Chickens start out their lives as precocial chicks, which means that they are nearly independant when first hatched. They have feathers, can walk, see, hear and follow their mothers. They are also capable of feeding themselves as long as food is provided shortly after hatching. There are two types of egg hatching: natural and incubator hatching.
The 17th Day
After 17 days of incubation beneath the mother hen, the chicks will start to peep. The mother hen can hear this sound and will begin to get more attentive toward her eggs. She will stop turning them, something she has done several times a day since the brood began. She will also begin to peck holes in the rounded ends of the shells to let more air in for the babies to breathe while they are hatching.
The 21st Day
By the 21st day, the eggs are already beginning to hatch. The chicks use their egg teeth (small, sharp points on the tip of the baby's beak that break off after hatching) to break a larger hole in the shell. The baby ratchets his body around the interior of the shell until he has completed a full circle of peck marks. After that he pushes on the pecked area for hours until he has completely broken free.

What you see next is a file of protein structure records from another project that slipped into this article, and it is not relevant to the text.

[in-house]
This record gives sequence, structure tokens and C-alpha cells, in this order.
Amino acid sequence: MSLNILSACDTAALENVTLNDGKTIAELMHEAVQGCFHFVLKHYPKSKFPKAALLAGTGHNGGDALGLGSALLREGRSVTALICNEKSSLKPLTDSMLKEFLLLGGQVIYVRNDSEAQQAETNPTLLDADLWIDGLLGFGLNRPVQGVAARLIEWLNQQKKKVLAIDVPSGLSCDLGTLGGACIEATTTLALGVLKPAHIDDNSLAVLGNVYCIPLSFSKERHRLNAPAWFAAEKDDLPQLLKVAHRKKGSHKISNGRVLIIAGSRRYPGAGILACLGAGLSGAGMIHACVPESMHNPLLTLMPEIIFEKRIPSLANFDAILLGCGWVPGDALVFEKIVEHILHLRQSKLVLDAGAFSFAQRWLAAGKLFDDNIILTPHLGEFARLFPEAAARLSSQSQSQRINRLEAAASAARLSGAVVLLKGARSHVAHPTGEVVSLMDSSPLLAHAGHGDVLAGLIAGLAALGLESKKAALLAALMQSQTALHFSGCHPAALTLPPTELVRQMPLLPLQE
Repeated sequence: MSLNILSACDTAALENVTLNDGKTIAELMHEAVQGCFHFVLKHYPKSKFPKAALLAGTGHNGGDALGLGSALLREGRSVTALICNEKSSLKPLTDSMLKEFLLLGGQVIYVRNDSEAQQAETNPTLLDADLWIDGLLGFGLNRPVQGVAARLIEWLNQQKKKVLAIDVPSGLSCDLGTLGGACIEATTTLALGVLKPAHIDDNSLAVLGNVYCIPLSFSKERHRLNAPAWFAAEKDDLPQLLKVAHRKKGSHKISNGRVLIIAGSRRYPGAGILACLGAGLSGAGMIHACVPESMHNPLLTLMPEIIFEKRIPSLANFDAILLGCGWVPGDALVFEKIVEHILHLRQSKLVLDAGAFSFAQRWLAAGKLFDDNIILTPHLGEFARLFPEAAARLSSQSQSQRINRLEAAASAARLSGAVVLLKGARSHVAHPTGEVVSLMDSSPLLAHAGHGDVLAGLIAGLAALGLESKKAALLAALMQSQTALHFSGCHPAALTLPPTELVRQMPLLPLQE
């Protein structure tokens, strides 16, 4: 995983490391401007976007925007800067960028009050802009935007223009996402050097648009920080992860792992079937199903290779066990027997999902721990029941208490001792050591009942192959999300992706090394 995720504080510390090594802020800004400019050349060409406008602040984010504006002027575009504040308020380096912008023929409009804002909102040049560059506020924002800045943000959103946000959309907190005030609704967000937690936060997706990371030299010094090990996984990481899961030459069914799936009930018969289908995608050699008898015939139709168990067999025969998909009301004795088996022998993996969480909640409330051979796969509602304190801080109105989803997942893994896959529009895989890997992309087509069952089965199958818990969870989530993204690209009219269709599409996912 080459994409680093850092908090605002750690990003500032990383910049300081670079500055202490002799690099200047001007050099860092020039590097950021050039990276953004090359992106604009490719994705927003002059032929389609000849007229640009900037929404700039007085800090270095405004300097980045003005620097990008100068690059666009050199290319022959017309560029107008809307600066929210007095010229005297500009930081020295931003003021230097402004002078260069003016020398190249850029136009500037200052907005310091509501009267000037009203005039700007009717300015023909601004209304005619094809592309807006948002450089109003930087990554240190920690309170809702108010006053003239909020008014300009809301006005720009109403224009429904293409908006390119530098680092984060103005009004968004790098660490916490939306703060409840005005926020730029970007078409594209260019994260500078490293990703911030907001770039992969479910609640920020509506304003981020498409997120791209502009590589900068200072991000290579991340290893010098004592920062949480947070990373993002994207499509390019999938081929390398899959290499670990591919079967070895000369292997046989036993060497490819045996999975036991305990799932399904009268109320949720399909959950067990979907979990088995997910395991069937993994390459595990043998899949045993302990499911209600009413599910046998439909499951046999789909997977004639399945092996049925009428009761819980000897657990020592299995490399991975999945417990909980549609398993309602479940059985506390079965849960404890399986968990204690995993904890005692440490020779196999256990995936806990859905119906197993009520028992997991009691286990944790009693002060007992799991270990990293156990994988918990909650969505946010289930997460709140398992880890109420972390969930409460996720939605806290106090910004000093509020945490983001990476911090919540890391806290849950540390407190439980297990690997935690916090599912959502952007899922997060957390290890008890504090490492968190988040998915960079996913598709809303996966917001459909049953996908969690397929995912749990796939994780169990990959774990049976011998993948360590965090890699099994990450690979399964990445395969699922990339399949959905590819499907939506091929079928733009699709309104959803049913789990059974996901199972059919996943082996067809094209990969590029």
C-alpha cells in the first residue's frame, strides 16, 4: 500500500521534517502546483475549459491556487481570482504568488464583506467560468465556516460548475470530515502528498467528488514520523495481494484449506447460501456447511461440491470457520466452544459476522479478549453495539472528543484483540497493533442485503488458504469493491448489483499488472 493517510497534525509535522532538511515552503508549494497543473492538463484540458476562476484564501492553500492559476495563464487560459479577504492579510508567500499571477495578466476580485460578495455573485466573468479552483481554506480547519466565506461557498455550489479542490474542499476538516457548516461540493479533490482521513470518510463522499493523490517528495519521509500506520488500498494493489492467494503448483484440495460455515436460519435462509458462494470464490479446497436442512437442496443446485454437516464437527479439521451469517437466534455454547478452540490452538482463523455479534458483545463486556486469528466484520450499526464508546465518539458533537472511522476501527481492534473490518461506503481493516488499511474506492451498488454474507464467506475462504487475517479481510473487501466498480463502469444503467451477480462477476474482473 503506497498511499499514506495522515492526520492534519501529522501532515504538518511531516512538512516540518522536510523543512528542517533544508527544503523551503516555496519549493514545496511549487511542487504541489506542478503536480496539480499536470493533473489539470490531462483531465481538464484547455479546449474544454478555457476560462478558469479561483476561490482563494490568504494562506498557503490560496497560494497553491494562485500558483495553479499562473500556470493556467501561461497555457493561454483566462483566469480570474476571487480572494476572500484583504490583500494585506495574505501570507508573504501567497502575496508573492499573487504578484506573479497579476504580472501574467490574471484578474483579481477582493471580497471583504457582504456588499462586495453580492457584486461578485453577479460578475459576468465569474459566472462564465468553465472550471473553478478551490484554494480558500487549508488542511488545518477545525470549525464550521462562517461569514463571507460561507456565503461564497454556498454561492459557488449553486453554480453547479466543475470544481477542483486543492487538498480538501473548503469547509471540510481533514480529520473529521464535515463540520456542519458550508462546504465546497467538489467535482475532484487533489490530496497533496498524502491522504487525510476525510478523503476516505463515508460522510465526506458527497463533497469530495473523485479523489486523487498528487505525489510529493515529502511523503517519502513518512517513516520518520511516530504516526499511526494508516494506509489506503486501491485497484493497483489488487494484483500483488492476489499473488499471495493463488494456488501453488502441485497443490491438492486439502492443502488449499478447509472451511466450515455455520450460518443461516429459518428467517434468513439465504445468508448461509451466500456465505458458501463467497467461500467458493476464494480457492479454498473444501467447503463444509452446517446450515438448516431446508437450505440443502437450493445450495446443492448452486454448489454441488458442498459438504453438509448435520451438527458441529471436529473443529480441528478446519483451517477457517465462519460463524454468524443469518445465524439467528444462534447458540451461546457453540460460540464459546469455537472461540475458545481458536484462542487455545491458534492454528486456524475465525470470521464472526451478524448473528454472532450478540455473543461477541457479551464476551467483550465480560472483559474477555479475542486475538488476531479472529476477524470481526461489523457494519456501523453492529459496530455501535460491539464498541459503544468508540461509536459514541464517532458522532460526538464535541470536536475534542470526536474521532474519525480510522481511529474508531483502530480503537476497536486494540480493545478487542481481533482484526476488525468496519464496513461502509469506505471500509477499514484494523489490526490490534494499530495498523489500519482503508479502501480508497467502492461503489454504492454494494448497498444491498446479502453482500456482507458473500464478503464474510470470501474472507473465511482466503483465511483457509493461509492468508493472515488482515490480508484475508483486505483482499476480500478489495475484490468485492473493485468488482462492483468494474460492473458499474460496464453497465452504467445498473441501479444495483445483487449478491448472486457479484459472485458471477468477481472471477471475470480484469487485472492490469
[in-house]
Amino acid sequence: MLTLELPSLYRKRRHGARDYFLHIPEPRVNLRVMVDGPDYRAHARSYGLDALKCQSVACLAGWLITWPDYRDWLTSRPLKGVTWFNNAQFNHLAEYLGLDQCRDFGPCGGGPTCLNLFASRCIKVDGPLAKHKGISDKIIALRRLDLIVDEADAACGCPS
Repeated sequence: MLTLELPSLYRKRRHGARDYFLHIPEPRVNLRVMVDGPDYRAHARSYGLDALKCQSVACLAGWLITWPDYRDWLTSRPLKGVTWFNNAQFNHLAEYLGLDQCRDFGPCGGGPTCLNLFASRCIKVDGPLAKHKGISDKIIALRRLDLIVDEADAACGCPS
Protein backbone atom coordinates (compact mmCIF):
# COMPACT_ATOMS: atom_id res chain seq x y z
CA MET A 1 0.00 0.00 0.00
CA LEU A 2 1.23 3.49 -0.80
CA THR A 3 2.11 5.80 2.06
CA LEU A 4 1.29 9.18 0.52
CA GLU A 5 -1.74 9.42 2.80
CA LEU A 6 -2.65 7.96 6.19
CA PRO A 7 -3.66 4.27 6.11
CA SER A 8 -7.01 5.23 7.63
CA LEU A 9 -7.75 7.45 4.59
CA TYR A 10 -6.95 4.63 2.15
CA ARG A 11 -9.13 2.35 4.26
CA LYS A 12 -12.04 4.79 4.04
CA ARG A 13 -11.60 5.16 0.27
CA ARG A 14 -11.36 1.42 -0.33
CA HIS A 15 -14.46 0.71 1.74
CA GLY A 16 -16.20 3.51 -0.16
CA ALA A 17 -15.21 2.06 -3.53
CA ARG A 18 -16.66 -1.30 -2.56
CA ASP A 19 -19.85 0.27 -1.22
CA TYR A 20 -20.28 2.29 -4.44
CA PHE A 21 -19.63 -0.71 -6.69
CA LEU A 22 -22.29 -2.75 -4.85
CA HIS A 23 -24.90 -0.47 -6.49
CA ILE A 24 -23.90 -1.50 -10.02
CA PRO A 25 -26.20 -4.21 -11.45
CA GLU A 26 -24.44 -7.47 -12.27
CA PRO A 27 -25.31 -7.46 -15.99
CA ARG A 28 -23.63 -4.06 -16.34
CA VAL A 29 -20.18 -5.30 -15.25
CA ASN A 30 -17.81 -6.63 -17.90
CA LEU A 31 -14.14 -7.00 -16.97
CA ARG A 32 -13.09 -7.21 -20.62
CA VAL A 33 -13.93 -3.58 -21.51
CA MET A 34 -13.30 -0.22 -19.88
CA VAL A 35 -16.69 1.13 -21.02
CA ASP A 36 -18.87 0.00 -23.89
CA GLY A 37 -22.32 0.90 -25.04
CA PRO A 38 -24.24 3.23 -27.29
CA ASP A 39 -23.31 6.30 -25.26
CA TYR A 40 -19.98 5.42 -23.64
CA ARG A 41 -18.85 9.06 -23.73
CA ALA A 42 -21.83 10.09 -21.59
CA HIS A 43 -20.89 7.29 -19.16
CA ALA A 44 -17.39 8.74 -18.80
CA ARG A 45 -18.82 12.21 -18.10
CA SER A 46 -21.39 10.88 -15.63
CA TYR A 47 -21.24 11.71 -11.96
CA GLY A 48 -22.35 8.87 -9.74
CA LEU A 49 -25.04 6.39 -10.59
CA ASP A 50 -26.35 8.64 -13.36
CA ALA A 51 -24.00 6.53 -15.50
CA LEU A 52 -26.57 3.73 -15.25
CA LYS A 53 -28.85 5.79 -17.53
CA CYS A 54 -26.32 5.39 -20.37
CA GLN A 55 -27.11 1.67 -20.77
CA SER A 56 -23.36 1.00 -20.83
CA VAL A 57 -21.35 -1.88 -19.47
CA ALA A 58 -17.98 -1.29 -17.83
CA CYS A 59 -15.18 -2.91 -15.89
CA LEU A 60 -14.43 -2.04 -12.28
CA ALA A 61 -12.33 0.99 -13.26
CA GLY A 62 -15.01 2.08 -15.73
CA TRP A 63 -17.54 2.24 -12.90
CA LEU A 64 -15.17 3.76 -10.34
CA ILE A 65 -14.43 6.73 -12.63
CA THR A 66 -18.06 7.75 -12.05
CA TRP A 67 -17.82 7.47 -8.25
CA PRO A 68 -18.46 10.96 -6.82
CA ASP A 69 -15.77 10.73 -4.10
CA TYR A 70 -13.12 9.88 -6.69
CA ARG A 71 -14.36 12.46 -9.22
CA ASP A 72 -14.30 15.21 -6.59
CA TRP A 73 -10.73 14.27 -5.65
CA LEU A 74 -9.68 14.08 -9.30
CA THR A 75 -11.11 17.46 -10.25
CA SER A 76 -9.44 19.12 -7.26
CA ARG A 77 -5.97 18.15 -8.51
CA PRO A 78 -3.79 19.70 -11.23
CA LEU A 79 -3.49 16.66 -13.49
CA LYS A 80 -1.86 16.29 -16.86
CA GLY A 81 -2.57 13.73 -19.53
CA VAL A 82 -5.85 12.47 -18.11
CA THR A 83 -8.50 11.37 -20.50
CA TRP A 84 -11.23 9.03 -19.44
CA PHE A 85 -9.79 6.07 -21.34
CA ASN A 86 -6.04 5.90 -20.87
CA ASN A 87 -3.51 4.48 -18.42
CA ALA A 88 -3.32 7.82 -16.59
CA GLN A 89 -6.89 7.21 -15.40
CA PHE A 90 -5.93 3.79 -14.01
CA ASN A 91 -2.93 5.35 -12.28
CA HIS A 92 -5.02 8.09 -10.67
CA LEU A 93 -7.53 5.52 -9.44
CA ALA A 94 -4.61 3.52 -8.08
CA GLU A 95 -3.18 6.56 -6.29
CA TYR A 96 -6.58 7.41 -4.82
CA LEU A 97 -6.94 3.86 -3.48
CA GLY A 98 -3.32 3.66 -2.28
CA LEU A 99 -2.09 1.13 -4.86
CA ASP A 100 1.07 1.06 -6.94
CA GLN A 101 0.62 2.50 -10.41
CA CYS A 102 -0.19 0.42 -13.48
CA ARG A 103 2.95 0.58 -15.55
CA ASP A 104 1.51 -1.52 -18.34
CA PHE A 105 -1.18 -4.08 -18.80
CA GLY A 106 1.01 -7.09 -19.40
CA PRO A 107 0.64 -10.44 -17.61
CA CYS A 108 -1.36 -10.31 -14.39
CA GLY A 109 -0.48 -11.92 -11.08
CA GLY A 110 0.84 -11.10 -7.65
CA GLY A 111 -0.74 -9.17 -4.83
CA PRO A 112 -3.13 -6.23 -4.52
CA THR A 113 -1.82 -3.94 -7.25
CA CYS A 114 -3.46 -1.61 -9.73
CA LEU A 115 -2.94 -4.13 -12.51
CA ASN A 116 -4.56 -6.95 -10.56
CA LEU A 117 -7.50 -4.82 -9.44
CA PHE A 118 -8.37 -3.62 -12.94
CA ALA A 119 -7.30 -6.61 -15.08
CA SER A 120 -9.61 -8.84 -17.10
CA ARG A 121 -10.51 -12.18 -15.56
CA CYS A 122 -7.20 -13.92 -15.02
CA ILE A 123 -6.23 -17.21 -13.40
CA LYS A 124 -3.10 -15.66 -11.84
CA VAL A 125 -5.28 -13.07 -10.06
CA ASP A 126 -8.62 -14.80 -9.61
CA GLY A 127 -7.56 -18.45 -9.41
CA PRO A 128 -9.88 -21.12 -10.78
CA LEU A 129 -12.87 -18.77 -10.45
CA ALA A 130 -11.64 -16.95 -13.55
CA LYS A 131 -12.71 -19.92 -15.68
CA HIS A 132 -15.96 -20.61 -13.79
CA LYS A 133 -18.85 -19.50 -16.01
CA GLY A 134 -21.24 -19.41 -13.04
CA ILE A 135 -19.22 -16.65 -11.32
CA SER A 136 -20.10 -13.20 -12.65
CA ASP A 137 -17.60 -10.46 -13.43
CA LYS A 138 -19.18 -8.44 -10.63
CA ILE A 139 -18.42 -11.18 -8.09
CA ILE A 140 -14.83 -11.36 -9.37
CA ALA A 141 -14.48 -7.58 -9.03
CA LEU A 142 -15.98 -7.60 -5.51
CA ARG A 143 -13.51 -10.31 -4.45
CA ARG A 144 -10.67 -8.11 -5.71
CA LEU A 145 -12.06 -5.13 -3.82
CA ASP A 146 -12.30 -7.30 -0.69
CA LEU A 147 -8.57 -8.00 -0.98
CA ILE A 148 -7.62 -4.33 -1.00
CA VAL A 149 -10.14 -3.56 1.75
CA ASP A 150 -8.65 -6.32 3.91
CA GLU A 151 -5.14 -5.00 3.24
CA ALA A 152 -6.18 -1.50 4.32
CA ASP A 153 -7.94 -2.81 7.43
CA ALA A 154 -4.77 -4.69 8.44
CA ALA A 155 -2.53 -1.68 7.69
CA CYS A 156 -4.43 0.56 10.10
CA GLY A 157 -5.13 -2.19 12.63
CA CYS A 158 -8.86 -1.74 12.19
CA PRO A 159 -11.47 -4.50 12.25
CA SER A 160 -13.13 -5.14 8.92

Incubator Settings Facts
Moisture levels must be checked regularly. This is true with the heat levels as well. Too far below or above 100 degrees, growth will slow and the chick will become deformed and eventually die. Humidity above or below 55 percent will cause harm to the chick as well. Each egg must be rotated at least three times a day, but preferably more often. Rotations stop on the 17th day, as they are no longer needed to prevent chick death.
In an incubator the chicks start the first hole in the shell with their egg teeth, and then complete the rotations that make the holes larger. After that, they push upward until the shells give way. The newly hatched chicks will be tired from their exertions and will likely not need to eat right away. Supply food as soon as possible, however, just in case. By the third day after hatching, the chicks should be eating.
Comstock Images/Stockbyte/Getty Images